Welcome to the American Occupational Therapy Association's Checking the Pulse blog. Written by Stephanie Yamkovenko, AOTA's digital editor.
Here you will find news about occupational therapy, current health news, and more. I regularly blog about apps that clinicians can use in practice, autism issues, managing chronic conditions, wounded warriors, and more.
AOTA members receive the biweekly OT Practice Pulse e-newsletter where we share resources and news from AOTA and other sources that directly affect occupational therapy practice—curated just for members! Here on the Checking the Pulse blog, I will share even more relevant and interesting news, videos, blogs, and more.
I read hundreds of articles about health, wellness, and policy every week to find the most engaging and enlightening content for you. Blog readers can stay in the know, go beyond the news, and find out how the latest health news affect occupational therapy.
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AOTA has an exclusive story today about how the new definition
of autism spectrum disorder will affect occupational therapy.
We talked to autism experts in your profession to get their
opinions and thoughts on the proposed definition for the DSM-V.
Read the article and find out the following:
Read it now and let us know what you think about what our autism
experts are saying about the new definition.
To comment, please log in to OT Connections (it's free to join!).
I am on the side of the fence with this one, obviously.
1. I agree with the fact that criteria will become clearer. It's really good because it will really help for future OT research.
2. I also like the fact that OT is client-centered, not diagnosis driven. I believe this is the way our profession should be in serving the autism community.
3. However, I disagree that it should come at a cost of less people being eligible for services. I believe if I were tested again, I might no longer fit the autism diagnosis... because I worked so hard on my social skills so that I can be competent to work in the OT profession. Also, I am sure I am not alone... as there could be more people who could fall through the cracks due to the narrowing of the criteria- people who truly needed help, but now might not feel that they have the right diagnosis that will "answer" their questions about their problems in their daily lives.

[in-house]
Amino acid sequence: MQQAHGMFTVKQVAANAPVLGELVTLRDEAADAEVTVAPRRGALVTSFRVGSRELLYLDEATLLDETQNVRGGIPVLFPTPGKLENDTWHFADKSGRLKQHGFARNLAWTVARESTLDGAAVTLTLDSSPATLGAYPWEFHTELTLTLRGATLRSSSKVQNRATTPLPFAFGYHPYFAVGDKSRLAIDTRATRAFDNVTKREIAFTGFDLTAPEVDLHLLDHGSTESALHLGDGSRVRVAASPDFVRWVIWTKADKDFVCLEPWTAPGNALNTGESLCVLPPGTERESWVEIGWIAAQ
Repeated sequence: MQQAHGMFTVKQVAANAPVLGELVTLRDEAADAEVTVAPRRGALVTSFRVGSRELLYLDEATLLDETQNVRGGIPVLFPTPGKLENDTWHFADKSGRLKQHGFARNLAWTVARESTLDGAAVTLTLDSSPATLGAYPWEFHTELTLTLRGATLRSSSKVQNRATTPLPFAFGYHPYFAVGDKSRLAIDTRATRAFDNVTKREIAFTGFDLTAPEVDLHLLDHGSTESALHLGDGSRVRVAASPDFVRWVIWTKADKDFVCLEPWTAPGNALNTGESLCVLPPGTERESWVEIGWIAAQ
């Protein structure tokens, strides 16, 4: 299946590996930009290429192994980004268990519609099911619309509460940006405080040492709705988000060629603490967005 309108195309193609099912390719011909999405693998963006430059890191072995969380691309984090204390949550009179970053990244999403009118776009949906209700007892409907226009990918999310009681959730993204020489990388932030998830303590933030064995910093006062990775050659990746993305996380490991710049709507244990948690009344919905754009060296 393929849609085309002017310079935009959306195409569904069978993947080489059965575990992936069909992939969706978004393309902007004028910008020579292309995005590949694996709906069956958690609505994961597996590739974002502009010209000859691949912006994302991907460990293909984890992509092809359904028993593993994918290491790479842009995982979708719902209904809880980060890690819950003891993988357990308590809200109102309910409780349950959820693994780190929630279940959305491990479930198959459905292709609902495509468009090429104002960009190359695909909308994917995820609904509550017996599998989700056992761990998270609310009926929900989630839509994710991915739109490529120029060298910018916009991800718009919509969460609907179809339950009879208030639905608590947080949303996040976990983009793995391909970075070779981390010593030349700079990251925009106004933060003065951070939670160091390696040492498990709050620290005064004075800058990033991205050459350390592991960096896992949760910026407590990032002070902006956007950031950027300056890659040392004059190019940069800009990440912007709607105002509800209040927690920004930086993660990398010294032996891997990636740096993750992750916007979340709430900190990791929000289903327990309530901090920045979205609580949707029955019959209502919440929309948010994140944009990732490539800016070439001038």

As a professional, I will definitely respect whatever stance the OT profession will be on when the changes come around. However, as a consumer, I am not a happy camper. I believe that the article didn't really consult the opinions of the greater majority of the autism community- from caregivers to consumers.
Hi Bill. Thank you for your comments. I am glad that you enjoyed the information that we received from our autism experts in OT. One thing to remember is that the definition right now is still a proposed definition and will be open for comment, which means that determining the effect of it on access to services is very difficult. All three of our experts mentioned that it's very difficult, at this point, to know exactly how it could affect clients.
As you are probably aware, this topic has been covered in detail by the mainstream media - the consumer/caregiver angle has been well reported. It seemed more helpful for our members to report on the OT angle, which had not been covered yet. We also wanted to try to find the positives in this proposed new definition, which I hope we were able to do.
I agree it's very hard to define at this point. Personally speaking, I asked the psychologist who gave me the screening, as well as now going to for quarterly check up's. She is pretty uncertain about the matter in regards to me herself, as she doesn't even know if I have to get retested.
Of course, I also agree that being a person who has a rare perspective in this, it's really hard to pick a side... as I am not completely sure of what OT's views are myself. So, I will wait to see whatever develops and offer my two cents whenever appropriate.
No doubts there are positives in this definition. As a person who is aspiring to do OT research on autism, the new definitions can help clearly define the inclusion and exclusion criteria. Also, the findings will be more specific, which can really help in the age of evidence based practice.
The questions remains to be seen are- how will this "controversy" affect all aspects of our roles as present/future OT professionals? Also, when the changes are finalized and our boundaries are better defined, what is the impact on our relationship with the autism community?